Bob and Lou Erickson are a couple on the go.
Although they are both in their 80s and have had health problems, that's not enough to keep them housebound.
But they often are going in opposite directions, Lou said. One of the reasons they participate in Express Yourself Through the Arts is it gives them something to do together.
Methodist Hospital started the art program, a series of four classes offered twice a year, as an outlet for cancer patients, said Jeanie Owen, president of Volunteers in Partnership, which coordinates and funds the program.
“Now anyone with a serious illness can participate,” Owen said, adding that the participants don't have to be patients at Methodist and there is no age limit. “Caregivers are welcome, too.”
Lou had survived breast cancer. Bob more recently was seriously ill as he too fought cancer. A friend at a cancer support group urged them to try the Express Yourself Through the Arts sessions.
“He's not so hot on it,” a laughing Lou said of Bob and the idea of taking art classes. “But he really does well.”
The Omaha couple's artworks and those of the other Express Yourself art students are on view this weekend at Joslyn Art Museum, where the group met for workshops once a month from March to June.
How good or bad the artists are isn't the point of the exercises.
“The creative process is what's important,” said Andy Smith, Joslyn's studio programs manager.
“You want them to be challenged, but also to be successful,” Smith said. So he comes up with projects that can be paired with works in Joslyn's visiting or permanent collections and he finds teachers for each monthly session.
Rachel Mindrup, Carey Hernandez, Therese Straseski and Darren Houser were teachers for the latest sessions. Smith keeps a list of artists he can call on to teach the classes, looking for the best depending on the class focus.
Although the program has been offered for more than 15 years, Joslyn only got involved a few years ago, Smith said.
“It made sense to bring the artists here. There's room for them to work.”
He also thinks the people who participate in the classes feel comfortable because they are in a class with others who also have health problems but aren't required to talk about it.
“We don't ask many questions of them,” he said. “And we don't overemphasize the therapy part of it.”
Smith said he hopes the participants take what they learn home with them. Lou and Bob do. They now use a pingpong table in their basement as their art area.
Twenty people participate in each class, Smith said. Participants can take 16 classes over a three-year period, then become “alumni” who are put on a waiting list to take classes that don't already have 20 people signed up.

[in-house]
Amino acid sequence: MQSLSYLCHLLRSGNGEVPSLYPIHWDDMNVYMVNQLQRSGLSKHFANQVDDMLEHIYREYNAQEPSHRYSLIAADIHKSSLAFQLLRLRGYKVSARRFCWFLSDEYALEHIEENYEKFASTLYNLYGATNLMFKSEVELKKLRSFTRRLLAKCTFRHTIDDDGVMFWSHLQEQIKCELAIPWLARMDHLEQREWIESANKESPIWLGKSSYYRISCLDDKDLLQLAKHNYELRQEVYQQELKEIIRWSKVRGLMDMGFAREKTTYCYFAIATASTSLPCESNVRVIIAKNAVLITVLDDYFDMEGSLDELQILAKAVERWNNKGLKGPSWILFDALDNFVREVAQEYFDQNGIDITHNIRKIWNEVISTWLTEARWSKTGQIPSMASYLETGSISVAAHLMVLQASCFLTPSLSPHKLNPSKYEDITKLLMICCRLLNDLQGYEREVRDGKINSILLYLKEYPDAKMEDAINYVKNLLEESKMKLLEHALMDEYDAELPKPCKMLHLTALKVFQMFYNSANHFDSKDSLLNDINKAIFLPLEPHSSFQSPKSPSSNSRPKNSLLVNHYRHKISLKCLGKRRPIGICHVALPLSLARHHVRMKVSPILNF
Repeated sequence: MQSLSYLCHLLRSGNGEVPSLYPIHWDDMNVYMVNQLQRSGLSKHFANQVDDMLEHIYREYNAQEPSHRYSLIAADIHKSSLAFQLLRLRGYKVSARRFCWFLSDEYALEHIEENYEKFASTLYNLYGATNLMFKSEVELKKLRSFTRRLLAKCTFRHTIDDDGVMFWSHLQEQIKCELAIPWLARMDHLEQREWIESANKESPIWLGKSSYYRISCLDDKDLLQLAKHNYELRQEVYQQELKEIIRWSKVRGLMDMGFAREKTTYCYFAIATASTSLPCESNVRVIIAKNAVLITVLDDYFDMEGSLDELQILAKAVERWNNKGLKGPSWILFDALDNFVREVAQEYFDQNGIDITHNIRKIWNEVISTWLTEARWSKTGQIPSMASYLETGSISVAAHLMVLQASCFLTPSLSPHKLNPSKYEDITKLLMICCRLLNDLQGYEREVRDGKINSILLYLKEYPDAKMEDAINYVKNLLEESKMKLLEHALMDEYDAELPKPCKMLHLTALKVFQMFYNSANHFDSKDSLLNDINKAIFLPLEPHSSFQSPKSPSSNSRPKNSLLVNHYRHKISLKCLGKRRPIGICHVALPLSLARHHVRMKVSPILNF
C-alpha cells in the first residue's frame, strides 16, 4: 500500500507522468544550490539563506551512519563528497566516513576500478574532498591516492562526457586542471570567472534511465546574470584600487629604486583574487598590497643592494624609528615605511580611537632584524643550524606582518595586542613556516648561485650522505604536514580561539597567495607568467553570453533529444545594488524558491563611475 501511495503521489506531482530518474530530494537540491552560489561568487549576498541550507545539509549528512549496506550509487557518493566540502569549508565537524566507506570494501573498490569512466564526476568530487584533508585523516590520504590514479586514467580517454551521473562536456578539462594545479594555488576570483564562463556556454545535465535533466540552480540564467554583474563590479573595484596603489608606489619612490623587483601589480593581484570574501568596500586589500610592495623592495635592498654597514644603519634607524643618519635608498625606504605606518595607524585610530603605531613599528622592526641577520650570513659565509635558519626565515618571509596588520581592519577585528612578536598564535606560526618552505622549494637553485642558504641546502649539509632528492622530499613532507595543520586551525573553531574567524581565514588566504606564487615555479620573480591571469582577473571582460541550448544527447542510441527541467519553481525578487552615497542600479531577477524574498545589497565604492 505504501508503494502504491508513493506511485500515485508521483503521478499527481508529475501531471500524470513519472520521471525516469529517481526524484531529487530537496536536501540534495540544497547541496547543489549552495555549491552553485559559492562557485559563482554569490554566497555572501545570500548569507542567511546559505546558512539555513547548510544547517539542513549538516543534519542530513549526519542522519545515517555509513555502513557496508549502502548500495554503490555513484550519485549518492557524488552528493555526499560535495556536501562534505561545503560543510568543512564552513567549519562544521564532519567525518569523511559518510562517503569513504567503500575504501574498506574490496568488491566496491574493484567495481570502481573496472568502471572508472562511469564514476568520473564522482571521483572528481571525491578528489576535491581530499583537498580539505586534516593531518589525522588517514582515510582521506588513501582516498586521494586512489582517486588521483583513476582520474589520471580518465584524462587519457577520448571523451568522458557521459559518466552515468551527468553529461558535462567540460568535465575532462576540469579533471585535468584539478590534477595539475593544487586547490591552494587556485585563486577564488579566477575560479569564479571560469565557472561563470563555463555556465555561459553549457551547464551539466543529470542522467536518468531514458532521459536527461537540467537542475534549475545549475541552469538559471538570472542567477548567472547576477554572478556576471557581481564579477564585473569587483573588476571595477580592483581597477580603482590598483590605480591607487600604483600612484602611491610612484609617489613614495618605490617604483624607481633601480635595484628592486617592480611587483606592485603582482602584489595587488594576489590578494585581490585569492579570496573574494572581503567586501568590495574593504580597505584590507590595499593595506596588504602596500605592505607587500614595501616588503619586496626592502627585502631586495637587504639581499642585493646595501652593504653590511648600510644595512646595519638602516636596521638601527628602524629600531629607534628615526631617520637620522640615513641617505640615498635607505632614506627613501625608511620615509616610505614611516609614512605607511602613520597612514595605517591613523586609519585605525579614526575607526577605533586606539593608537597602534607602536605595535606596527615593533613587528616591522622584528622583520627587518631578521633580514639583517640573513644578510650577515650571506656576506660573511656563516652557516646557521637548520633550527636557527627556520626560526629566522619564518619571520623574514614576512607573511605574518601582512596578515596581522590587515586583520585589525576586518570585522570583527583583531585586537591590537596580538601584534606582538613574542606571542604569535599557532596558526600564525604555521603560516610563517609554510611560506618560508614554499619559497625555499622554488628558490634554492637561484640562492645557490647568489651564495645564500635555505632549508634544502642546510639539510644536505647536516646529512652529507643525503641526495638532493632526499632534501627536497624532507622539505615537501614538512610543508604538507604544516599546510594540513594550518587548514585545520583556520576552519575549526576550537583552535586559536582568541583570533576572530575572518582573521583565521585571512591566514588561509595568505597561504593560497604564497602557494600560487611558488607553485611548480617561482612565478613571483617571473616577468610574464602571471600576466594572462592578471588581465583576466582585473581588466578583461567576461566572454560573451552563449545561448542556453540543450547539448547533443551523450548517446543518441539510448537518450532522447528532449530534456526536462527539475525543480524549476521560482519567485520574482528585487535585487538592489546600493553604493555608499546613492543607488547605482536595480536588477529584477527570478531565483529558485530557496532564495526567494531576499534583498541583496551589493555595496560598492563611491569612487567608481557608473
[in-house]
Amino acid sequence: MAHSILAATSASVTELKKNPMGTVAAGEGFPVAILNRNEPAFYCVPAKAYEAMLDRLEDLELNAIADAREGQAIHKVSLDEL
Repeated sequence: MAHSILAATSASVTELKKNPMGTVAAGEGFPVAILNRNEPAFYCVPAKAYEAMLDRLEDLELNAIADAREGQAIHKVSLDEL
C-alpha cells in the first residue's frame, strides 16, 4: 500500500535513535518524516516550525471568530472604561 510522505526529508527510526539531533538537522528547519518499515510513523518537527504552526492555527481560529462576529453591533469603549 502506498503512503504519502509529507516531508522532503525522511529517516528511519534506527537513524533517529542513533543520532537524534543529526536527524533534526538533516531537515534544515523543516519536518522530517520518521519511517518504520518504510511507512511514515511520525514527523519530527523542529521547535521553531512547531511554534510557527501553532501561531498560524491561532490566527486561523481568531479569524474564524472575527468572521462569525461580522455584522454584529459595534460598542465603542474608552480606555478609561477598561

The recently ended session offered classes in casein painting (using chalk or pastels to draw on fabric soaked in milk), cubism collage using found materials, abstracted still lifes and Chihuly sculptures (molding softened plastic into sculptures that resemble the glass works of Dale Chihuly).
Joslyn gains something in return. Showing the budding artists' work in a Joslyn exhibit helps them create a connection with the museum, Smith said. The participants often come to the museum outside of class time and urge people they know to visit Joslyn or use its resources.
It's also exciting for the participants. Not everyone gets to exhibit art at Joslyn.
“We're so happy to have Joslyn as a partner,” Owen said.
Methodist estimates that more than 400 people have participated over the course of the program and they have ranged in age from teens who come with their parents to senior citizens. Many keep coming back after the first time.
Like the Ericksons, another Omaha couple, Pat and Arlene Houlihan, are repeat participants. They got involved on the suggestion of a therapist after Pat suffered a stroke in 2008.
“We thought it sounded like something he could do,” Arlene, 75, said. She takes part also but says it's her husband who is the artist.
“Since I had to take him, I did the classes too,” she said. “It was fun, something different.”
Pat, 76, still speaks with a brogue from his native Ireland. He denies he has any artistic talent but says he likes painting with acrylics best. “I think I'd like oils, but that's harder to do.”
In addition to the art projects, his wife said, they enjoy the camaraderie.
That is one of the goals, Owen said: “They develop friendships with the people they meet.”
Express Yourself Through the Arts has been successful from the beginning, she said.
“It's a great program. And we keep trying to make it better,” she said. “It's an opportunity to serve the community.”